A former Fayette County corrections officer who was fired for allegedly smuggling tobacco and prescription narcotics into the county jail was held for trial on criminal charges Tuesday after a preliminary hearing.

Tim Hamborsky, 48, of Connellsville, is charged by the Fayette County Drug Task Force with possessing a controlled substance, possessing with intent to deliver and bringing contraband into a prison. Continue reading

Prison guard facing charges fired

A Fayette County prison guard accused of smuggling contraband into the jail in exchange for $75 was fired Wednesday from the job he had worked for 21 years.

The prison board voted unanimously to terminate Tim Hamborsky, 48, of 732 N. Belleview Road, Connellsville, from his position as a corrections officer at the county jail.

Hamborsky lost his job one week after he allegedly was caught on tape smuggling narcotics and tobacco into the Fayette County Prison. He was charged last week by the Fayette County Drug Task Force with possession of a controlled substance, possession with intent to deliver and bringing contraband into a prison.

The charges were the result of a sting operation carried out just feet from the prison entrance on Court Street — and within view of District Attorney Nancy Vernon’s office in the adjacent courthouse.

Vernon yesterday said she and officers from the task force videotaped Hamborsky from her office window as the guard retrieved the narcotics from a hiding place under newspaper vending machines. The machines are located directly under Vernon’s window in the courthouse.

“I said to myself, ‘I can’t believe he’s doing this,'” Vernon said, shortly after she and other members of the prison board approved Hamborsky’s dismissal.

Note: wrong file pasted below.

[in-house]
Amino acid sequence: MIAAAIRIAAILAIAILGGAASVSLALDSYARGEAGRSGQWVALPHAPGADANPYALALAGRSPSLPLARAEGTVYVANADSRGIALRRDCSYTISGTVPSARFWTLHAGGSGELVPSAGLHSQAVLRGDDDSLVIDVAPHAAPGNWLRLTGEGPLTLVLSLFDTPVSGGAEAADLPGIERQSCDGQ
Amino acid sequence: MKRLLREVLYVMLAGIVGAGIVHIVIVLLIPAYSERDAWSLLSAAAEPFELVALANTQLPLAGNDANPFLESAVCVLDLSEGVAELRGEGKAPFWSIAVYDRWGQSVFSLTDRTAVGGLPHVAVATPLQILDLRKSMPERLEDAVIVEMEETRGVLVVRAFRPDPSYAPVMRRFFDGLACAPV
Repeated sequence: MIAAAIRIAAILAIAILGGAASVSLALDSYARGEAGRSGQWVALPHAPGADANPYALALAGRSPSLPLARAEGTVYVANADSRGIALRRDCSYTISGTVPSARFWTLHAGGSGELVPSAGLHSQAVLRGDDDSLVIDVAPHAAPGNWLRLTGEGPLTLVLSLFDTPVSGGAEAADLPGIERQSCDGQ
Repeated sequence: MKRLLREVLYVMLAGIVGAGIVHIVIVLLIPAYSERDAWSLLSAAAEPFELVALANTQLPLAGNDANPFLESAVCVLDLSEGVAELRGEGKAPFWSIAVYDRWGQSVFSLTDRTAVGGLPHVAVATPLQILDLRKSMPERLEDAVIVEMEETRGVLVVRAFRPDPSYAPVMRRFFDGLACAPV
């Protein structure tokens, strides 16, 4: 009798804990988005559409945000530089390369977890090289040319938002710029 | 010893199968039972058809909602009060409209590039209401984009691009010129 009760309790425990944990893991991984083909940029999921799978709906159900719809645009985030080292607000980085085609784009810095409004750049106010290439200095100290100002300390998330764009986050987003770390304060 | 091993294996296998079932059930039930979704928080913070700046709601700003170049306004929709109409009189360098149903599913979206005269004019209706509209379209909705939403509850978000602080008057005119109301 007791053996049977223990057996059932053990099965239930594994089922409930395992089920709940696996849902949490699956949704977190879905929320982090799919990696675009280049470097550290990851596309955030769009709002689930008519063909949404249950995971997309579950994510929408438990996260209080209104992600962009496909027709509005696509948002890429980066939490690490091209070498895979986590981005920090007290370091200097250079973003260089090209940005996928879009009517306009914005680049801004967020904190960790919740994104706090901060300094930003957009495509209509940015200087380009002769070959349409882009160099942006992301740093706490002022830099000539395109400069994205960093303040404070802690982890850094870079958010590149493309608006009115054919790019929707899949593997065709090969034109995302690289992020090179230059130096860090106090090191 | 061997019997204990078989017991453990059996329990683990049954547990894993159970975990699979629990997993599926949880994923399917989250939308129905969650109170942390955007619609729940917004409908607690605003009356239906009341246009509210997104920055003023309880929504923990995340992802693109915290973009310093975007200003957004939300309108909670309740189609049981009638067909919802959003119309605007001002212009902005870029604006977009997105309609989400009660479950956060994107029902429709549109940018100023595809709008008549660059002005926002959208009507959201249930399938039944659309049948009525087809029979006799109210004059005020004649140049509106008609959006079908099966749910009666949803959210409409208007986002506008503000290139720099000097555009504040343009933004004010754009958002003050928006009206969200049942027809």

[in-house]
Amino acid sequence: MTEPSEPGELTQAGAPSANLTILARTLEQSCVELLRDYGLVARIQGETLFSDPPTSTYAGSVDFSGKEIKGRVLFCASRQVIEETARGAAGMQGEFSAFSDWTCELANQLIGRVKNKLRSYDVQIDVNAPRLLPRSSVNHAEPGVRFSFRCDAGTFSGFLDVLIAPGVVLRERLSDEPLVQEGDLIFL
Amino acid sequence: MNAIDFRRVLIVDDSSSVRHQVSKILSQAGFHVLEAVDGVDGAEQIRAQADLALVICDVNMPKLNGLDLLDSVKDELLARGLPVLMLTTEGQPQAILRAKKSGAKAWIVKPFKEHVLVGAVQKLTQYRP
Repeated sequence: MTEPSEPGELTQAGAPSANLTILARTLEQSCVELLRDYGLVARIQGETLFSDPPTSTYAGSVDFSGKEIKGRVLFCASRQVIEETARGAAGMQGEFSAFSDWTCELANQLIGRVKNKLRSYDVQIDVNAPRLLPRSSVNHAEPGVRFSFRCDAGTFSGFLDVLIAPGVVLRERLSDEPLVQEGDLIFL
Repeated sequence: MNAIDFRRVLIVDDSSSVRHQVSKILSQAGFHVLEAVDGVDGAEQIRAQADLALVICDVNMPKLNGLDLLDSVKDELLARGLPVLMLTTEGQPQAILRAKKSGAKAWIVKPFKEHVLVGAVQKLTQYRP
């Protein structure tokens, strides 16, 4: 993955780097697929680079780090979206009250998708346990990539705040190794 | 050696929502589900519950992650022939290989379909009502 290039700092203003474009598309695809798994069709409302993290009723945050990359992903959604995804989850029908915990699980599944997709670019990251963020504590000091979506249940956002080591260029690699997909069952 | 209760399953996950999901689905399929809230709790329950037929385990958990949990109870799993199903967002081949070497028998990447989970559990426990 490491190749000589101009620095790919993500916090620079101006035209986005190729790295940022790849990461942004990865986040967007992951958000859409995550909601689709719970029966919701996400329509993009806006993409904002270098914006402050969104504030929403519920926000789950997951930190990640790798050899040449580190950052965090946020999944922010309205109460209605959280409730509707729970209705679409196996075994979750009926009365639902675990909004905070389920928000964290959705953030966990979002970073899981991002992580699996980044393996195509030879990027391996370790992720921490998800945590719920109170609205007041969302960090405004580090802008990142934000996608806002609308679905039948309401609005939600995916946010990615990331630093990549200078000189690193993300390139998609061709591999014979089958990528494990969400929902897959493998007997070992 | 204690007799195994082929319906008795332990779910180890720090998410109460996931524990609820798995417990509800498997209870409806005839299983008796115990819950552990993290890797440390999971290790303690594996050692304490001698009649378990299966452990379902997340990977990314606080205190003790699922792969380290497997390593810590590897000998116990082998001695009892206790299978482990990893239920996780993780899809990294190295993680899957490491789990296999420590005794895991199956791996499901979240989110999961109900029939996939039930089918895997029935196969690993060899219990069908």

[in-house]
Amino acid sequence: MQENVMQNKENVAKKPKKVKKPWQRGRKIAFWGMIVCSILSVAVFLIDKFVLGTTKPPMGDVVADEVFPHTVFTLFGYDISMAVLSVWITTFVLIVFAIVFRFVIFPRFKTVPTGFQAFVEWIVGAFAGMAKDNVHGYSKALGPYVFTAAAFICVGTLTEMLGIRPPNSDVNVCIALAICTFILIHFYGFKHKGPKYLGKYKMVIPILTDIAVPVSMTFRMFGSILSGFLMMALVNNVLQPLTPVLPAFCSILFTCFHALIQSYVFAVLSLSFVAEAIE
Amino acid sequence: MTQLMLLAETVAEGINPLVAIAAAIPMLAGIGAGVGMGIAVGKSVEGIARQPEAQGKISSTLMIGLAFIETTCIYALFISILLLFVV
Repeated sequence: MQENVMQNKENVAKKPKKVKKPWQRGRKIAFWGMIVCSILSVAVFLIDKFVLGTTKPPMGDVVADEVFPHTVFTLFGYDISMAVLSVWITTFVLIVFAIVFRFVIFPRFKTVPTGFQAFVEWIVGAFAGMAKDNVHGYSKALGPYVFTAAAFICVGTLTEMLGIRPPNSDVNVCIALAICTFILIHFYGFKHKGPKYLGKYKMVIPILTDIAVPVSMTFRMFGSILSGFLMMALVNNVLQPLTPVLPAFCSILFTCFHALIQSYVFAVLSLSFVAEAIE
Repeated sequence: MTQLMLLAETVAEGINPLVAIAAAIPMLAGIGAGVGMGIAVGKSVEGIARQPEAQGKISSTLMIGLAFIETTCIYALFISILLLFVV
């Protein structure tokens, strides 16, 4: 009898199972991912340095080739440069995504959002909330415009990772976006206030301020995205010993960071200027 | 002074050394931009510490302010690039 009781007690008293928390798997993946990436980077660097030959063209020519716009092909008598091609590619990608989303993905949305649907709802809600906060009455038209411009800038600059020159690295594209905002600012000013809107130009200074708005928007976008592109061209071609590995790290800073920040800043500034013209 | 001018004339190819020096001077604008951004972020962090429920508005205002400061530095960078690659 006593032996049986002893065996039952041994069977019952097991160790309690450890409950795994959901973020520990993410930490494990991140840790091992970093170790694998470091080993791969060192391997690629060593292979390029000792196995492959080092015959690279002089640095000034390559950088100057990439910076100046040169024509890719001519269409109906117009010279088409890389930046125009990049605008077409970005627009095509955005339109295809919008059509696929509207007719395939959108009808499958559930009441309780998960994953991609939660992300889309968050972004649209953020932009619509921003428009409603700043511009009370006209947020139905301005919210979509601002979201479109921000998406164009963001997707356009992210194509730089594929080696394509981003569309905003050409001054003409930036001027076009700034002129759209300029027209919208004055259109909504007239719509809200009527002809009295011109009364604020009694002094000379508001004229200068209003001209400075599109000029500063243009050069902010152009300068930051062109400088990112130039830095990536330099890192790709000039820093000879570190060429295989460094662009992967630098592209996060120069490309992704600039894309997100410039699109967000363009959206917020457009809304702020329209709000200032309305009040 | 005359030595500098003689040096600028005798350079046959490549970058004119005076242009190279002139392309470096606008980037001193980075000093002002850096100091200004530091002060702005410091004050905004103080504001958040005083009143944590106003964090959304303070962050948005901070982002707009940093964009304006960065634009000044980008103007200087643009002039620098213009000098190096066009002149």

Warden Larry Medlock recommended the termination on the grounds Hamborsky committed an act unbecoming a corrections officer by bringing contraband into the prison and had the intent to deliver an item to an inmate without the warden’s approval.

The termination took effect immediately.

According to a criminal complaint filed with the charges, a police informant asked Hamborsky to take four Vicodin tablets and tobacco into the prison. In exchange, Hamborsky was to receive $75.

Vernon said Hamborsky went to the newspaper boxes at 11:30 p.m. Nov. 5, then entered the prison to begin his shift. He was greeted by Medlock and Detective Thomas O’Barto of the drug task force. O’Barto found the tablets, tobacco and money in Hamborsky’s sleeve, according to the criminal complaint.

In addition to his job, Hamborsky risks losing his retirement benefits if convicted. According to a county employee handbook, the Public Employee Pension Forfeiture Act provides for loss of benefits for anyone who is convicted of a crime related to their employment.

Vernon said Hamborsky could face jail time if convicted of the felony offenses. She said any plea bargain she offers will call for a prison sentence.

Hamborsky faces a preliminary hearing 9:45 a.m. Nov. 25 at the Uniontown office of former District Judge Mark Blair. He is free on $25,000 unsecured bond.